Last edited 1 year ago by kb

when i saw cash bowyer and his behavior i thought “apple doesn’t fall far from the tree”. just seeing that child leaves the impression that he’s’ a handful.

i’ve given up with “respect your elders”…..i don’t even want to imagine what this child is like in school. i know brexton busch is homeschooled.


Like father, like son?


Amen, that really shocked me and pissed me off. If that was my child, oh hell no. And it seems the post incident was used as a funny talking point to Clint on air, he laughed about it. For the sake of being on Tv. If it was my kid, I would have made him apologize to Chris live or taped. His wife and Clint failed and seemed to think it was “cute”/


As far as journalists not supposed to be presenting scripted reality:
No one in the Fox booth is a journalist. Fox long ago gave up any pretense of objective commentary, acting more like a NASCAR shill than a broadcaster. This season they caved to the RTA with the ridiculous pixelated digital dash views. A real broadcaster would have told the RTA to get lost, since they have no contract with the RTA. Every truck race is a festival of cringe commentary from Parsons and Waltrip, including in every race how this or that driver is improving (while on their way to a finish somewhere between 15th and 30th). Fox is absolutely out of gas as a NASCAR broadcaster. I find myself muting the broadcast and just watching the chyrons to see what car is where, so bad is the booth.


Making this race sound exciting is like putting lipstick on a pig.

Jill P

The truck race coverage has been terrible for some time now. It’s like an afterthought. They are unbearable to watch. It’s common to have almost half the race under caution and a GWC finish.


Every week Fox is terrible. Mike Joy is out of place and can only speak with cliches.

Tom B

How about Tony’s rope (noose) remark when they showed the Choose Drone? Even Boyer had no response. I wonder what McDonald thought about that?


oh how i long for the days of espn coveage, with bob jenkins, benny parsons and ned jarrett.

i think clint bowyer’s broadcasting expiration date is approaching. would had been interesting to see how the booth would had been with joy, stewart and kurt busch.

i swear that last caution period could had ended a lap or two earlier to give us more than, what 5, green flag laps? i think they were “running the clock out” to get it over with.


I certainly hope Bowyer is nearing his expiration date in the booth. He is insufferable. Kurt Busch is excellent and would be a good add to Harvick. Mike Joy needs to retire; would really like to see Alan Bestwick return to NASCAR broadcasting and replace Joy.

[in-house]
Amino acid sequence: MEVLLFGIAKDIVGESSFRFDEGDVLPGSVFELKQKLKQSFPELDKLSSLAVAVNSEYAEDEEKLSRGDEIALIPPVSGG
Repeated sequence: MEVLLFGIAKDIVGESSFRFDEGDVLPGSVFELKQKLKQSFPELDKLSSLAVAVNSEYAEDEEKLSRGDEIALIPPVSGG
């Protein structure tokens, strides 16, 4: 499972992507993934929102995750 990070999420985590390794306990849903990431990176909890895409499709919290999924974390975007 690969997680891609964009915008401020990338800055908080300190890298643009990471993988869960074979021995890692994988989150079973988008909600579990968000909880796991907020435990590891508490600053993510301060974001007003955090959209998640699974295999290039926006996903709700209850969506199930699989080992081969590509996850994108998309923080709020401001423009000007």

Bill B

I hope FOX doesn’t win the next contract. It seems like they aren’t even interested in covering the race anymore. I see no hope only more of the same. At least if we get a different network there is hope.

Jim Roache

JHR55, I Think Phil’s comments are spot on. Fox seems to Motorsports are like a football game. All you have to do is focus your attention 3 things the Quarterback, Running back and the Wide Receiver. Often the best racing is from 3rd place back. Attend an Open Wheel Event in person and your will pay initially attention to the leaders, then you will quickly looks what is going on in the pack, especially if you have a driver you like is racing in the pack you will enjoy the pack racing. My complaint is TV Motorsports coverage is only on the leaders, not where your favorite driver is in the field. Some of the best racing you will ever see is in the pack. I understand the need to show the leaders, but I would like to see the pack and a streamer board that showed the positions of the drivers in the pack of the group they are showing. With today’s technology they should be able to give us “Racing Fans who have followed a driver from the short tracks to NASCAR a little taste of what is going in the whole field, at least 2-3 times per race, I would prefer more, but I do not want to be greedy. Hope this convey’s some of the of us lifelong “RACING FANS”.


Old School

The sound man is just as annoying as the director. They spend big $ to hire those announcers and he thinks it’s more important to override them with the engine noise. He should also mute the engine sounds when they are replaying the radio chatter.

Kurt Smith

When I think of the broadcast of this event, the glaring thing that sticks out to me was how many wide angle shots we saw of Bristol grandstands that were close to 3/4 empty. This place went 55 straight races without failing to sell a ticket. NASCAR never used to let the networks show clear evidence of their dwindling audience. I wonder if that was on purpose Sunday for whatever reason, because we saw it a lot, and I remember we never used to see those wide angle shots.

NASCAR may claim that the TV money is the most important thing, and that may be true, but it can’t not hurt to be losing so much revenue from ticket sales, gear sales, concessions, all of that. I’m sure I could retire after one event if they handed me that till.

Last edited 1 year ago by Kurt Smith

I tried watching the truck race. I simply could not get interested. As far as the Cup race, well that was a mess too. As you say, the booth was calling the action, the producer should have been paying attn AND it’s a short track for heaven’s sakes, not like Daytona or Talladega that is huge.

Very disappointing.